The first answer that cross my mind is “OSS/FLOSS/FOSS is a world where you can express your opinion freely” and we cannot see this in many others environments.
I usually don’t start this kind of discussion because more than one time I was talking to men about it they didn’t get it (most of them think there is nothing wrong having 5 girls in a class of 40 applicants accepted in a Computer Science course). I did my CS bachelor and I never understood why sometimes I was the only woman in the class. I still don’t get it! In the high school my female friends were just as good in math as me, so I am sure they would be pretty excelent in CS. Women have been influential since the beginning in this area, and it is clear the ability to be great at it is not only given to men.
But this reminds me that even I wasn’t going to do CS, I chose psychology and I changed my mind after that because I did the exam (known as ‘vestibular’ here) to study in the University where my parents are located. There were only engineering choices and I opted for CS (I don’t know why) and I was accepted. I had one semestre untill the exam to psychology course (in another town) so I started the CS bachelor. The main fact here is: I LOVED the classes since I got in!! Why in hell didn’t I considered the possibility of it before?? And that’s is one of the bigger causes of why we don’t have more women in CS, they just don’t know what they can do with it. And I am not sure if I know how to answer, because there are many factors to consider: how was my childhood? What were my toys? What was the profession of the women near me? What men talk about women about then? Also why didn’t I know what a computer scientist does and how can women work (and be good) in it?
One thing I remember while choosing my profession was this question: do you prefer to deal with people or to be in a office and just work with your computer? Of course my answer was people, because I didn’t know what I could do with computers! It is a shame that the marketing around CS (at least here) is that a computer scientist don’t interact with people and spend all the time drinking coffee and writing computer games (ok, some of them do that :) ). Why almost everyone in the outside think we don’t interact with anyone? BTW, here begins the central topic: Open source is a better world for women because it allows you to interact with other people in many ways rather than in a proprietary project. Although a recent survey found that just 1 out 10 open-source programmers are women!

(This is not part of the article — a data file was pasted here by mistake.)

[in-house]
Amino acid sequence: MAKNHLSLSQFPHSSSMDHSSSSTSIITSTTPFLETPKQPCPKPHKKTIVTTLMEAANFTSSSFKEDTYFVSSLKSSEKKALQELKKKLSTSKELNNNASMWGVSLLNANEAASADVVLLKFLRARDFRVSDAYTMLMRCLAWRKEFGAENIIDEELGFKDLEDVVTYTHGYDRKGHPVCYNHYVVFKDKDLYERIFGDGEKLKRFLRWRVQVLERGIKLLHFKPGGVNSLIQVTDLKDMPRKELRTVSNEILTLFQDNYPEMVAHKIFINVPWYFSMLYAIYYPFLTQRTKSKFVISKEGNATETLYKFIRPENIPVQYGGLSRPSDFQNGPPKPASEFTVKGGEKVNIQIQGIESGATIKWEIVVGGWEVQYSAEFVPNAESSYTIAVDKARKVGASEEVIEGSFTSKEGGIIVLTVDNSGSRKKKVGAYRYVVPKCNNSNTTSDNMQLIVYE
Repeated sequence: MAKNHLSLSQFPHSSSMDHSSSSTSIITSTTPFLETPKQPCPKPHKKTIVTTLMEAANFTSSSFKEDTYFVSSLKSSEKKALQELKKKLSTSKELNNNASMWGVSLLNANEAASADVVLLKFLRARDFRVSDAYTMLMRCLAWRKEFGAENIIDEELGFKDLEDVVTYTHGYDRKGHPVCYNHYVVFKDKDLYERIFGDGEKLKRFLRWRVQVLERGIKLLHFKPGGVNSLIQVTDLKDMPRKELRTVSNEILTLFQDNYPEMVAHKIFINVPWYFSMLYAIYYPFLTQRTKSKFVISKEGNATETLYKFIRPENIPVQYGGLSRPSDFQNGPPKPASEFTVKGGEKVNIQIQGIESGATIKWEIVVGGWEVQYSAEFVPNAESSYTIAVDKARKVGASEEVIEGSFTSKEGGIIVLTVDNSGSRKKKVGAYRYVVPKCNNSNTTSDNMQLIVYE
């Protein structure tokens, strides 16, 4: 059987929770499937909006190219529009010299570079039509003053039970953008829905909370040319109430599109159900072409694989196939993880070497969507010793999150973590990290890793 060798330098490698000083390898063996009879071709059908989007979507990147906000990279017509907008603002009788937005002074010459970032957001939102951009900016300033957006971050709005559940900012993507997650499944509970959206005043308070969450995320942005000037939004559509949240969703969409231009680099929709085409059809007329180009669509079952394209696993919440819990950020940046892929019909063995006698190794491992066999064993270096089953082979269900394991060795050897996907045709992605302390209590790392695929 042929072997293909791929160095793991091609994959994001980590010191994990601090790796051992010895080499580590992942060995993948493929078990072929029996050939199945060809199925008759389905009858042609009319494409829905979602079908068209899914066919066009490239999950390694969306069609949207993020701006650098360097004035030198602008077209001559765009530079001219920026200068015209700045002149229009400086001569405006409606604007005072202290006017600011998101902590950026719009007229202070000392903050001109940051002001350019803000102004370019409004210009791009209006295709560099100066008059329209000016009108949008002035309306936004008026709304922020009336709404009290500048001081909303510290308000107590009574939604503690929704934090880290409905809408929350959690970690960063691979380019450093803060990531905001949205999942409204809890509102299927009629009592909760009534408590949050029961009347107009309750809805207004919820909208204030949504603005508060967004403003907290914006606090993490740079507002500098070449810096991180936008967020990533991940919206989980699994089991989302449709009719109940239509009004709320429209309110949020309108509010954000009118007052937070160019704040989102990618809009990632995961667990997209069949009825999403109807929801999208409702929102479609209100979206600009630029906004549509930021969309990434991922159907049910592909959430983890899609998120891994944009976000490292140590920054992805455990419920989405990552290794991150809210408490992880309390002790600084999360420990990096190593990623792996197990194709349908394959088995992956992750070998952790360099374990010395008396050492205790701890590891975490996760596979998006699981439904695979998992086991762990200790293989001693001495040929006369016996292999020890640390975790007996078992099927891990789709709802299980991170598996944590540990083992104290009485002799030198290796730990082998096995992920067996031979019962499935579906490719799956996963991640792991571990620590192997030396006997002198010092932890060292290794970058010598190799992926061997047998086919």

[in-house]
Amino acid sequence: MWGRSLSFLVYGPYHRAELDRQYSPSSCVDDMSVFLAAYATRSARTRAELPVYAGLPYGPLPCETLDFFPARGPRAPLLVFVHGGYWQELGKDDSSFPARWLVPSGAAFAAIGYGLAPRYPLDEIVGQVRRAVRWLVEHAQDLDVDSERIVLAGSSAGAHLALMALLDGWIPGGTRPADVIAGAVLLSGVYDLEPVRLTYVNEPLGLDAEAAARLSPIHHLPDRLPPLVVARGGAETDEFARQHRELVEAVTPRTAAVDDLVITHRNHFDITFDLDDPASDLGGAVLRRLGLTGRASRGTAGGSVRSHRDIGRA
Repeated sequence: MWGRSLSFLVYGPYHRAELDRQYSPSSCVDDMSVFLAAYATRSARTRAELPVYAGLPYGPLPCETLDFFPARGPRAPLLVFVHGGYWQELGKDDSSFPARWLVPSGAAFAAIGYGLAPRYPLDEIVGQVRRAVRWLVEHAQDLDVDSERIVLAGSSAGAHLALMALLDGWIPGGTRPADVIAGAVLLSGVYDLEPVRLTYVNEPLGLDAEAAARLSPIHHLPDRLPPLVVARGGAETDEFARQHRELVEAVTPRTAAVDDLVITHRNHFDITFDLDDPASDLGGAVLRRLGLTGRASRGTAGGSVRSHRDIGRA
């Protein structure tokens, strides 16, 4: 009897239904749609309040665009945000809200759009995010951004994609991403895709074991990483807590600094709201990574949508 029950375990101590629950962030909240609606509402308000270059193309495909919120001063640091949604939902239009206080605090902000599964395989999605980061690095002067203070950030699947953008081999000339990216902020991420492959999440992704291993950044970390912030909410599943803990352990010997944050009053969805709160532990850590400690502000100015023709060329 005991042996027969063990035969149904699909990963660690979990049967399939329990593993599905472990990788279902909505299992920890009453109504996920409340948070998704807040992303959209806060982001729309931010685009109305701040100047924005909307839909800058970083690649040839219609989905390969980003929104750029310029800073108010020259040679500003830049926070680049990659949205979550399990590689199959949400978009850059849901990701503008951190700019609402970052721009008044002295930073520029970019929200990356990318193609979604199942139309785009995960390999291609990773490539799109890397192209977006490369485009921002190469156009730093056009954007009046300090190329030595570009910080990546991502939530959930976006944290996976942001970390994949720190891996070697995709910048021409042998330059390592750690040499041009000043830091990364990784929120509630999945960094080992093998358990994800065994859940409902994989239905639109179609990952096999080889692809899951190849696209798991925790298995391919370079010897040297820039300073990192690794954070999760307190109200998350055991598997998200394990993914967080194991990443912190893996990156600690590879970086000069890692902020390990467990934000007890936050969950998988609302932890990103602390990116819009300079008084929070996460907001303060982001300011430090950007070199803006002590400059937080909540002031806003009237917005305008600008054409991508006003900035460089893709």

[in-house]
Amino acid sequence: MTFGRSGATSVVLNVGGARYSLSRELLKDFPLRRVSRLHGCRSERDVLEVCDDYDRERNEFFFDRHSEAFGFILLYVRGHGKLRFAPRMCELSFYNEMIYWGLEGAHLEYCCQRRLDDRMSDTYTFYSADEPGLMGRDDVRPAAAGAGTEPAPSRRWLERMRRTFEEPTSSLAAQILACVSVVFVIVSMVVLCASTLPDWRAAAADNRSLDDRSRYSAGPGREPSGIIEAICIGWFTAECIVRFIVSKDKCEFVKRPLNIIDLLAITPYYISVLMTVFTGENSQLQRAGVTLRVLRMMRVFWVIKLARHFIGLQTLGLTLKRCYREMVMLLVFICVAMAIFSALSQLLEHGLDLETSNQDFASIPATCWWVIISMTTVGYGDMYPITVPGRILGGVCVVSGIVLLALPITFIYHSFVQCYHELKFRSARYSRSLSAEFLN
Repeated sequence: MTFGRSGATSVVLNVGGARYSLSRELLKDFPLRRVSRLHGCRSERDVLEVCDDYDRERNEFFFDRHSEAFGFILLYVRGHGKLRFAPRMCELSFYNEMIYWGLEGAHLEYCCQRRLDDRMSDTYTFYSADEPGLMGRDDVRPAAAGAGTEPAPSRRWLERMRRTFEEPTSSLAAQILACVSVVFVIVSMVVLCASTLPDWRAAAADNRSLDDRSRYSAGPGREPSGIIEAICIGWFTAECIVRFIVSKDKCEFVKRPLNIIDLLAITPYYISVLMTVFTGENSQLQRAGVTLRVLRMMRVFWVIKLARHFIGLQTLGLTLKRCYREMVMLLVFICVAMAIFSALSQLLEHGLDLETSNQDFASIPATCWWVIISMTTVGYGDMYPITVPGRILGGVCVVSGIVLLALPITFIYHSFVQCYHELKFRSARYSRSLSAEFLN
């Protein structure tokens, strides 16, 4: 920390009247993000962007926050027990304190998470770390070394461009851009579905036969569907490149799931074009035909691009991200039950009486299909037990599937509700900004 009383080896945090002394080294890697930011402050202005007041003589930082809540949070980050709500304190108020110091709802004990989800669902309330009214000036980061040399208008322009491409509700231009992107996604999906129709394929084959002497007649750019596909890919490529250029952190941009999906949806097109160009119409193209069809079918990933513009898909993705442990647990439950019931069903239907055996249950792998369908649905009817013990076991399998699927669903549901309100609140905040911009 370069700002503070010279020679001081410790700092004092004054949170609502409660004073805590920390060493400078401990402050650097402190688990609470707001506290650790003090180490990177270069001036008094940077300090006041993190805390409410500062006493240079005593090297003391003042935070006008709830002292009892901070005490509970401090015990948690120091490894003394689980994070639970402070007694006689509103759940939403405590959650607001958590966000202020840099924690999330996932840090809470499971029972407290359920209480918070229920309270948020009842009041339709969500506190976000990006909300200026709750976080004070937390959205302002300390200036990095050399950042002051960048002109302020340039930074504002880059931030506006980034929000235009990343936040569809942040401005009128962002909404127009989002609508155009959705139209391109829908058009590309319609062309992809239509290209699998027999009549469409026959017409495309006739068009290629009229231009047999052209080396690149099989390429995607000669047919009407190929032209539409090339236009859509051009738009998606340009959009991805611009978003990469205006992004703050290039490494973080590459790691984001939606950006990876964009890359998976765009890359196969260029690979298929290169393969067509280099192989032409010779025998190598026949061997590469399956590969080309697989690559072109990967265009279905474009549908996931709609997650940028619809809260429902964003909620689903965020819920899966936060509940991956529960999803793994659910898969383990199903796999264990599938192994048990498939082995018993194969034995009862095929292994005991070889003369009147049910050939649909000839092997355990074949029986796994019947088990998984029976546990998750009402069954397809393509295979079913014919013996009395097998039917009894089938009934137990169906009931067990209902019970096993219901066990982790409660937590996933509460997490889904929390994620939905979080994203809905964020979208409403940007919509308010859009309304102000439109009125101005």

Yesterday I marked in a social network the women I know that are interested in computer stuff (to spread the world about OPW). Only 25! When I started to count the men I decided to stop couting about the 130. Those women are mostly not related to open source projects, I know so many more in other social networks (Github, Linkedin, IRC) and those are open source makers! This fact reminded me why I think it is better for women: It creates a HUGE community engaged where the meritocracy is the key point. Meritocracy is one of the topics I most love about open souce and also why I do like to encourage women to be part of. In this world surrounded by gender prejudice, no man or woman can tell you that you don’t worth enough because by developing open source you prove YOU CAN without a single doubt. And that’s a good way we can fight against the “impostor syndrome” which ties the hands of a lot of women.